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Poor Performance in The Sport Horse

By: Dr. Melissa Mazan

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Within the animal kingdom, horses are considered to be elite athletes because of their unique physiology. Since they perform at such a phenomenally high level, even the smallest change in their health can knock down their performance. These minute, often subtle effects on their health that effect performance are really challenging to detect, sometimes requiring special diagnostic tests. It is important to investigate a decline in performance right away, since it will only get worse with further athletic activities.

Common causes of poor performance are usually categorized by the body system they effect:

  • The musculoskeletal system (bones, joints, and muscle)
  • The respiratory system (nose, upper airways, trachea, lungs)
  • The cardiovascular system (heart, blood vessels, blood)
  • The nervous system (brain, spinal cord, nerves)
  • The gastrointestinal system (stomach, intestines)

    Clear visible symptoms that can be pinpointed to a specific body system are frequently not evident during the early stages of diseases that effect performance. Diagnosis during the early stages rests on taking a careful and precise history, detailed physical examination, and a "high-tech" evaluation of suspicious body systems.

    What to Watch For

    The symptoms that clue you into poor performance depend on the horse's discipline. For example:

  • Dressage horses may have trouble coming onto the bit, or may refuse to perform a maneuver that they have had no trouble with in the past.

  • Racehorses may suddenly quit during the race, slow down at the 3/4 pole, or have a general loss of form.

  • Jumpers may start to refuse, or may take down, rails.

  • Event horses may show poor recovery – such as prolonged high heart rate, respiratory rate, and temperature – from the more strenuous phases of the event, or may have trouble making times.

  • Pleasure horses may stumble or show signs of irritation (tail swishing, head bobbing).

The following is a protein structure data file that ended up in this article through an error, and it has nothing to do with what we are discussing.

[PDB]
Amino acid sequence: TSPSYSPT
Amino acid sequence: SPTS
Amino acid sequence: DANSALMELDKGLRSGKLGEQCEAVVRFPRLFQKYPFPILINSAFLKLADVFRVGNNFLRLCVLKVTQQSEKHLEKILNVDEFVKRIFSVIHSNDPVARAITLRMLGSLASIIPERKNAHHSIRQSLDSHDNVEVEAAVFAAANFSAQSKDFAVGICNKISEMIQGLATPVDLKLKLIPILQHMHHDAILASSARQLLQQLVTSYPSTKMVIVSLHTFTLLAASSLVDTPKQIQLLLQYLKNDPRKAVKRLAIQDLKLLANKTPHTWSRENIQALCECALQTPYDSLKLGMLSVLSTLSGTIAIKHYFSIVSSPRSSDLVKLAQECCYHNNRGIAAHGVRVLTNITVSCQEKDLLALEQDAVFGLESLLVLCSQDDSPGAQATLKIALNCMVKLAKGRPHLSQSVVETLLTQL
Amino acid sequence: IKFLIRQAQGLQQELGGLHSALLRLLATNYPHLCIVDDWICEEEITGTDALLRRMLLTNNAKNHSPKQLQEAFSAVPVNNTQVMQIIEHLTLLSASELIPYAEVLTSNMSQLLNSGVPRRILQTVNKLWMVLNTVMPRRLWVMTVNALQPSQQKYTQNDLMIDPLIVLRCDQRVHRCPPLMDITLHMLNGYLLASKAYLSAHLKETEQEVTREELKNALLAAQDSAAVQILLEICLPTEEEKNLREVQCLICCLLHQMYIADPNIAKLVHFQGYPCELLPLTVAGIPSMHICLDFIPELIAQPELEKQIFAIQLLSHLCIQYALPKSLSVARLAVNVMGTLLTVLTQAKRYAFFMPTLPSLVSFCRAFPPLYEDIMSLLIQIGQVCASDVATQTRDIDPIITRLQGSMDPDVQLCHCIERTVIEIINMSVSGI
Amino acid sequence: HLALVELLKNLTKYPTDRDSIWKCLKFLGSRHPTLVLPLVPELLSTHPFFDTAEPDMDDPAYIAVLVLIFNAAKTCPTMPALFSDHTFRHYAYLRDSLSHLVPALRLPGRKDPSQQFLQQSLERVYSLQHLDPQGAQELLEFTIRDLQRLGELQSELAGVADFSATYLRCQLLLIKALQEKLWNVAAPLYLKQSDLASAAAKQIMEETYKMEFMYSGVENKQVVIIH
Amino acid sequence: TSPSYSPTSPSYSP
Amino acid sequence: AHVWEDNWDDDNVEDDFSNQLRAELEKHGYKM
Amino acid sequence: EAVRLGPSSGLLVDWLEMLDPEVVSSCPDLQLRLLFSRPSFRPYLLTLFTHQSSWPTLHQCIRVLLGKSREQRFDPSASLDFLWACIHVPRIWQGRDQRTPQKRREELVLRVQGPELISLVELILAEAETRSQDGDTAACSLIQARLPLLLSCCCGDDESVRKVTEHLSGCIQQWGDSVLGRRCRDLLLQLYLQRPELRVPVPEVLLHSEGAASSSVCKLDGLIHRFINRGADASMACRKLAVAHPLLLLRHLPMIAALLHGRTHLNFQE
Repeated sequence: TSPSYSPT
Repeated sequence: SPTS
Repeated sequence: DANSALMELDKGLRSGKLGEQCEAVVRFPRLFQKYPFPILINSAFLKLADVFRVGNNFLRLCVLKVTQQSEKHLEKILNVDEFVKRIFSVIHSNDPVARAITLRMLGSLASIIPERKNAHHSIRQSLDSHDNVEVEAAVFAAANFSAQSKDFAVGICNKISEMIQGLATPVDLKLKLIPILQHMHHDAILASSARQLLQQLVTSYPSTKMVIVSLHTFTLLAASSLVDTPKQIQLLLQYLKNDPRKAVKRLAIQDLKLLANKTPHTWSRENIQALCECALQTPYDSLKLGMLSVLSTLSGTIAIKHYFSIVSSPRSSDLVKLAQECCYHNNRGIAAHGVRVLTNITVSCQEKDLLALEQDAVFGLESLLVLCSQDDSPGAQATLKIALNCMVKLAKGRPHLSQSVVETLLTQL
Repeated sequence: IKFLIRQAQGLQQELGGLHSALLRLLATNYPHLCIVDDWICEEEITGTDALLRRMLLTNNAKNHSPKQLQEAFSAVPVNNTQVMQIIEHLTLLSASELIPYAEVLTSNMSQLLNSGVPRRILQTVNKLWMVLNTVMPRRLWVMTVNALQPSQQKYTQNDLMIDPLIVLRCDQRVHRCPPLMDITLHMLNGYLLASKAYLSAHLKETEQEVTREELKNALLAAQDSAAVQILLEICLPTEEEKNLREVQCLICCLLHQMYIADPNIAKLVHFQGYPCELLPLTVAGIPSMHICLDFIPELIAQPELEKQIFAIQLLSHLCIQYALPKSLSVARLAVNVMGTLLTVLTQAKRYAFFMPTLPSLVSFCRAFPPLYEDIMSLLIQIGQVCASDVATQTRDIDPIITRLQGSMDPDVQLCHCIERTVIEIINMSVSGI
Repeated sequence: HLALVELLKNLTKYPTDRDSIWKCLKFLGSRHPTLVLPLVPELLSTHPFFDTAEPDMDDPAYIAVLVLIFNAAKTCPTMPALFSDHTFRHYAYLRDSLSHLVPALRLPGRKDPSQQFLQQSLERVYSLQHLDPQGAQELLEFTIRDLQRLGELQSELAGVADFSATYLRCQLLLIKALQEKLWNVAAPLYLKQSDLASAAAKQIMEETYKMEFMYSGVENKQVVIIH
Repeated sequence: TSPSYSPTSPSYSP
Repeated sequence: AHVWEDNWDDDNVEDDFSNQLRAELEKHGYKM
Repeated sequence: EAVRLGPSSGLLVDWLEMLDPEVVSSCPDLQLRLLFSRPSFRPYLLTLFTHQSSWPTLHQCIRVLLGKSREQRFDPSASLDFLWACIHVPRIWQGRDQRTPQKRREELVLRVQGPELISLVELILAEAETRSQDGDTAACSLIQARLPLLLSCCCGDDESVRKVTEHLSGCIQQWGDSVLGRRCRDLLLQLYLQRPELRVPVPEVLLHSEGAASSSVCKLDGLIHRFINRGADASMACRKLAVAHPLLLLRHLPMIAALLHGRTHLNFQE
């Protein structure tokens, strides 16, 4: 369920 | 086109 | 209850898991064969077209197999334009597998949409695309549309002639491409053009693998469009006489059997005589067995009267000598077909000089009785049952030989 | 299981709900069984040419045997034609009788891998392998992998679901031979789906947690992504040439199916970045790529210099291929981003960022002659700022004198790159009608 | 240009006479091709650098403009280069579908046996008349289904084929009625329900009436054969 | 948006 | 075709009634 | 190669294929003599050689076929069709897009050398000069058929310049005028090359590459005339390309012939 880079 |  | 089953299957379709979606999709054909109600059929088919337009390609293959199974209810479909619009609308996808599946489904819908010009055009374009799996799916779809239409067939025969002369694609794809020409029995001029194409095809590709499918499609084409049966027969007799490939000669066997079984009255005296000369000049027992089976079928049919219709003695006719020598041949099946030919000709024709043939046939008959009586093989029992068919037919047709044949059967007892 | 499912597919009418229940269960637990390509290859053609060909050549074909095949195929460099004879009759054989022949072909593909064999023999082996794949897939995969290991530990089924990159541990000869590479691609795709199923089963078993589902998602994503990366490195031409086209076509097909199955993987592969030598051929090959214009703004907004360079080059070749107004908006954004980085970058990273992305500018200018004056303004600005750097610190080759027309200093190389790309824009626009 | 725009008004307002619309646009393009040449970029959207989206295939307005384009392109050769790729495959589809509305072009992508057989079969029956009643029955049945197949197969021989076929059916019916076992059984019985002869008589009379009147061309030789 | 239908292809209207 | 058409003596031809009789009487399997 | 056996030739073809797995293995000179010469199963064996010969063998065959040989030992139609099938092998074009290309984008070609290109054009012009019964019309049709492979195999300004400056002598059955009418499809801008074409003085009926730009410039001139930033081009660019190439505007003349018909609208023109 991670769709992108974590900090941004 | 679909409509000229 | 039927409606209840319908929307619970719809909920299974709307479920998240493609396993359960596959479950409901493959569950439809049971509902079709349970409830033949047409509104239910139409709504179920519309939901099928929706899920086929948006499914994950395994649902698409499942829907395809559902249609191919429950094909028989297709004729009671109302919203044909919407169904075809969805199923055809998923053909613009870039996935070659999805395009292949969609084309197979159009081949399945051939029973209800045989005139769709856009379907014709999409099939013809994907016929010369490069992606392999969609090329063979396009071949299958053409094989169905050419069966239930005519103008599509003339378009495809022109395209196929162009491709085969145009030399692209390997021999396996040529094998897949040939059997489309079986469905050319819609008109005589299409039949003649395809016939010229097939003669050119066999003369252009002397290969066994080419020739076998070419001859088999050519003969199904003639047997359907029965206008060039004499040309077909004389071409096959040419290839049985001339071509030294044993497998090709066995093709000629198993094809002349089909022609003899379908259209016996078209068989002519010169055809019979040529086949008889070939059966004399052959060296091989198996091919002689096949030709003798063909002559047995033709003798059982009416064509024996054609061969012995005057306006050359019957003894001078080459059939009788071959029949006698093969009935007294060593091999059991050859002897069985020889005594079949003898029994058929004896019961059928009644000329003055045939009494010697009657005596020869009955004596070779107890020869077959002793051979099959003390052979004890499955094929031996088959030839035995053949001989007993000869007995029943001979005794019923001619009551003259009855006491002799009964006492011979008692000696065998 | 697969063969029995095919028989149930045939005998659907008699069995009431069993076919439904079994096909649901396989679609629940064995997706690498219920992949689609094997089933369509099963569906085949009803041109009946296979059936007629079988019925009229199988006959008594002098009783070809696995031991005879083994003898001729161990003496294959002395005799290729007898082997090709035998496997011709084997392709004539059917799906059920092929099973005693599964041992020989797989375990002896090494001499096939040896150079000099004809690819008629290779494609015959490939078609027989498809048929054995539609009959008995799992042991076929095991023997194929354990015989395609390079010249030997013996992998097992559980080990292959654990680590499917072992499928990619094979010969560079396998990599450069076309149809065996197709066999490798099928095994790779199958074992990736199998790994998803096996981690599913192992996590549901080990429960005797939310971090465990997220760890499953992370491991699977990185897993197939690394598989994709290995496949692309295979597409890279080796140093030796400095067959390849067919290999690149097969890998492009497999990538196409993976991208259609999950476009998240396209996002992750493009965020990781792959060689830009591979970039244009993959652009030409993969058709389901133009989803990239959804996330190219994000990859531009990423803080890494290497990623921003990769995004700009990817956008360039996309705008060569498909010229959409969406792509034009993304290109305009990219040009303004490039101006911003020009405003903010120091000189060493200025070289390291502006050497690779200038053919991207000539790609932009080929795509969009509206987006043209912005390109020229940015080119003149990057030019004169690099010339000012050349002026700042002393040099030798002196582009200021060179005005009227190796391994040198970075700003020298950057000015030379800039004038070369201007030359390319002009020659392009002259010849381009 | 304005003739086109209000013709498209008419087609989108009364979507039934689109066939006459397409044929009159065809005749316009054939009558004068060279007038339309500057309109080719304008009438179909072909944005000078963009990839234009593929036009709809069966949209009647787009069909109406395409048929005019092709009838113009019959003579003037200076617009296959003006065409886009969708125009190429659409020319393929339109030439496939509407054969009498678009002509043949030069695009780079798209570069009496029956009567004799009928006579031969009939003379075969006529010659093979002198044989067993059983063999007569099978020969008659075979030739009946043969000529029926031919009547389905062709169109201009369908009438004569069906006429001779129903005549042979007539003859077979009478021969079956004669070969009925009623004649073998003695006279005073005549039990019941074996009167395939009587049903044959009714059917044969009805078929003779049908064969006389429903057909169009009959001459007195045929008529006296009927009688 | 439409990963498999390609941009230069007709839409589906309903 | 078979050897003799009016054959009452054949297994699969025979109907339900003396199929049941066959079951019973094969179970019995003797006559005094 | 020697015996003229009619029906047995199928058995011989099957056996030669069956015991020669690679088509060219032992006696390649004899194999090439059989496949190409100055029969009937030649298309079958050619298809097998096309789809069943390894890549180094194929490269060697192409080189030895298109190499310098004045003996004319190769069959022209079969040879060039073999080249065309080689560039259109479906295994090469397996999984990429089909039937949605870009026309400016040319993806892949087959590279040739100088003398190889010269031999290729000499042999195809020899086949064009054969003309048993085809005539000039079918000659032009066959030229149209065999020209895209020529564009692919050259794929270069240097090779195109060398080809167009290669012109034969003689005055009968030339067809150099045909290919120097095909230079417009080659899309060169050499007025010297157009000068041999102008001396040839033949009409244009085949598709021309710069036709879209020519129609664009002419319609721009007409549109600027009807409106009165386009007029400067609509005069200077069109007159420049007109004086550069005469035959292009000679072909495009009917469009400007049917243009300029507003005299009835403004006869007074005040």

• Endurance horses, like event horses, may show poor recovery or inability to finish the ride.

  • Overt signs of disease, such as lameness or difficulty in breathing may arise in any type of horse.

  • Other signs may develop, such as going off feed, decreased manure production, 'crabby attitudes', or general loss of bloom.


    Veterinary care should include diagnostic tests so that the specific cause(s) of poor performance can be identified and treated successfully. Because there are so many possible causes of poor performance, it is important to be logical and methodical in choosing the following examinations or diagnostic tests.

    A complete physical examination and history is crucial. This may include watching the horse performing his accustomed sport, so that the veterinarian can appreciate what the owner has noted. Other tests may include:

  • Musculoskeletal / lameness examination
  • Respiratory examination
  • Cardiovascular examination
  • Neurological examination
  • Gastrointestinal and dental examinations
  • Routine blood tests (complete blood count and serum chemistry panel)

    The results of these tests will determine which of many other, more extensive diagnostic tests should be done.


    Treatment of poor performance is completely dependent upon the underlying cause. Much time and money can often be saved by pursuing the cause of poor performance aggressively and early. The problems generally worsen, so watching and waiting is not a good policy. Early detection is important.

    Trial or empirical treatments given without diagnostic support, often fail and costs more money in the long run.

    Home Care

    Home care is dependent upon the cause of poor performance.

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